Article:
SOURCE: Swordfish Financial, Inc.

June 20, 2011 18:15 ET

Swordfish Financial, Inc. Securing Assets of Legitimate, Non-United States Citizens Seized Under the Patriot Act

Company Stepping Up Efforts to Free Up Bank Accounts Shut Down Without Notice by U.S. Banks

ROCKWALL, TX--(Marketwire - Jun 20, 2011) - Swordfish Financial, Inc. (PINKSHEETS: SWRFD) (OTCQB: SWRFD), a diversified financial asset recovery company that acquires orphaned assets of high net worth individuals and companies to originate and source funding for humanitarian and corporate transactions, today said it has stepped up its efforts to secure assets of legitimate, non-U.S. citizens that were seized under the USA Patriot Act, commonly known as the Patriot Act.

According to Swordfish President, Michael Alexander, while the Patriot Act was passed by Congress in October 2001 to thwart, among other things, money laundering by terrorists, many legitimate non-U.S. citizens who held cash accounts in various U.S. banks suddenly found them cut off from their banks and their money.

"In many cases the banks simply elected to shut off all electronic access, stopped sending monthly statements and moved the accounts to an inactive status," said Alexander. "This was done without any prior notice to account holders and in some cases without any legitimate reason. We've stepped up our efforts to negotiate the release of those accounts that we deem are in no way associated with terrorist activities."

According to Alexander when the accounts are secured a portion of the assets will be maintained by Swordfish and some will go back to the Peace Through Water (PTW) Foundation.

"PTW was formed to provide clean water and food projects with the primary means for project funding through asset recovery," said Alexander. "The founder and president of PTW, Jeff Thompson, had previous experience in locating and recovering assets. These assets varied in scope and included cash, gold and sensitive documents."

Alexander indicated that a mutual friend of his and Jeff Thompson introduced the two believing that by combining their abilities, contacts and efforts, they might be able to assist each other in their respective recovery efforts. This meeting resulted in an immediate working relationship between the two entities.

PTW has several assets that have been legally donated to them by the legal owners of the assets. PTW has contracted with SWRF to support and assist with the recovery efforts of the specific contracted assets.

"Over the last year and a half, Jeff and I have traveled to Germany, Switzerland, Hong Kong, Mexico and Indonesia locating, confirming and obtaining assets," added Alexander. "We've met with numerous banks currently holding assets owned by PTW. These banks include HSBC, UBS, Credit Suisse, and Tokyo Mitsubishi."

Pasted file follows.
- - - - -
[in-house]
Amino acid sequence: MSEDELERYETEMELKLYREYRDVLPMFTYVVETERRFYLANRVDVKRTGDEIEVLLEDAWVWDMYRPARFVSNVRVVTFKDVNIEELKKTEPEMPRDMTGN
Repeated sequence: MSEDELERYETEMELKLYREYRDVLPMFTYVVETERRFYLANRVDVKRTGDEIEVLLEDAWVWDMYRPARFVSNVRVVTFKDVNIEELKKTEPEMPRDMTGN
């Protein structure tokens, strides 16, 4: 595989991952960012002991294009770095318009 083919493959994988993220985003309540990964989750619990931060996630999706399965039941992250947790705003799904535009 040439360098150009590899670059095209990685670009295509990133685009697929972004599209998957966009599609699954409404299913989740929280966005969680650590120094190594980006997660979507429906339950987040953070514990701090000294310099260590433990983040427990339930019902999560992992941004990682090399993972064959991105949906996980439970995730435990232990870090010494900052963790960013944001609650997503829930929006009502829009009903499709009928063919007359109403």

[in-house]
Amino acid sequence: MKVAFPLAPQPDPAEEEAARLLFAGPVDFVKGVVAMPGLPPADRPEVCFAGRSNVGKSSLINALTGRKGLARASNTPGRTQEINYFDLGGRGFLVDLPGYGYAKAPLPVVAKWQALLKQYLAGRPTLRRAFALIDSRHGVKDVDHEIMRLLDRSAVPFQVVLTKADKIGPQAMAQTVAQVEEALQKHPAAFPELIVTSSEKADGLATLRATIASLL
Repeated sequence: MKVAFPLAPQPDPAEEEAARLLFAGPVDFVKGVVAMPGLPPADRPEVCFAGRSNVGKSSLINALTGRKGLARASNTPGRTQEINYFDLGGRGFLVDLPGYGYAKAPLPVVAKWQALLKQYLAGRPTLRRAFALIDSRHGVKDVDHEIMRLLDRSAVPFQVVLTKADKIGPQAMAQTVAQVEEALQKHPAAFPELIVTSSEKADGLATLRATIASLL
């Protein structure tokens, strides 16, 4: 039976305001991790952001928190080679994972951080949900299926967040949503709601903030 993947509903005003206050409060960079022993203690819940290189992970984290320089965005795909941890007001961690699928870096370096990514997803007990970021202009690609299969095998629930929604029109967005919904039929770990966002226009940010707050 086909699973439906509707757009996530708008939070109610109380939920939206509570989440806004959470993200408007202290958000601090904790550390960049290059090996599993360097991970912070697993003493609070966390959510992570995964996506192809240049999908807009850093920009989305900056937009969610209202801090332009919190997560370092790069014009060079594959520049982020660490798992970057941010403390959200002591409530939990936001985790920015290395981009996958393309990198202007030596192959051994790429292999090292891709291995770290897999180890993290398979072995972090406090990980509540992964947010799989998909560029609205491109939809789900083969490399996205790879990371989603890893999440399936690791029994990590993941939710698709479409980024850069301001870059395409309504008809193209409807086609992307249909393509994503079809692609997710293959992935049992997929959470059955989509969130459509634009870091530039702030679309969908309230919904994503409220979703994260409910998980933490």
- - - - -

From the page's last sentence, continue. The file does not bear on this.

Alexander said Swordfish's fees for securing the release of assets is traditionally no less than 25 percent of the total value recovered.

About Swordfish Financial, Inc.

Swordfish Financial, Inc. (SFI) is a publicly held diversified financial asset recovery company formed to acquire orphaned assets of high net worth individuals, companies and to originate, fund, source funding for humanitarian and corporate transactions. SFI's main products will be to acquire and provide funding for organizations in the currently underserved humanitarian and eco-friendly markets. SFI provides economical and efficient use of capital while providing a valuable opportunity of loans to and or investment in small and medium sized organizations by providing asset based funding against marketable "income producing and/or marginable" assets. Our funding will enable our organizations to compete more effectively, improve operations and increase shareholder value.

About Peace Through Water

Peace Through Water is an international partnership of Christians whose mission is dedicated to working with children, families and communities to overcome poverty and oppression in remote areas of the world.

Forward-Looking Statements:

This document contains forward-looking statements and information as that term is defined in the Private Securities Litigation Reform Act of 1995, and, therefore, is subject to certain risks and uncertainties. There can be no assurance that the actual results, business conditions, business developments, losses and contingencies and local and foreign factors will not differ materially from those suggested in the forward-looking statements as a result of various factors, including market conditions, competition, advances in technology and other factors.

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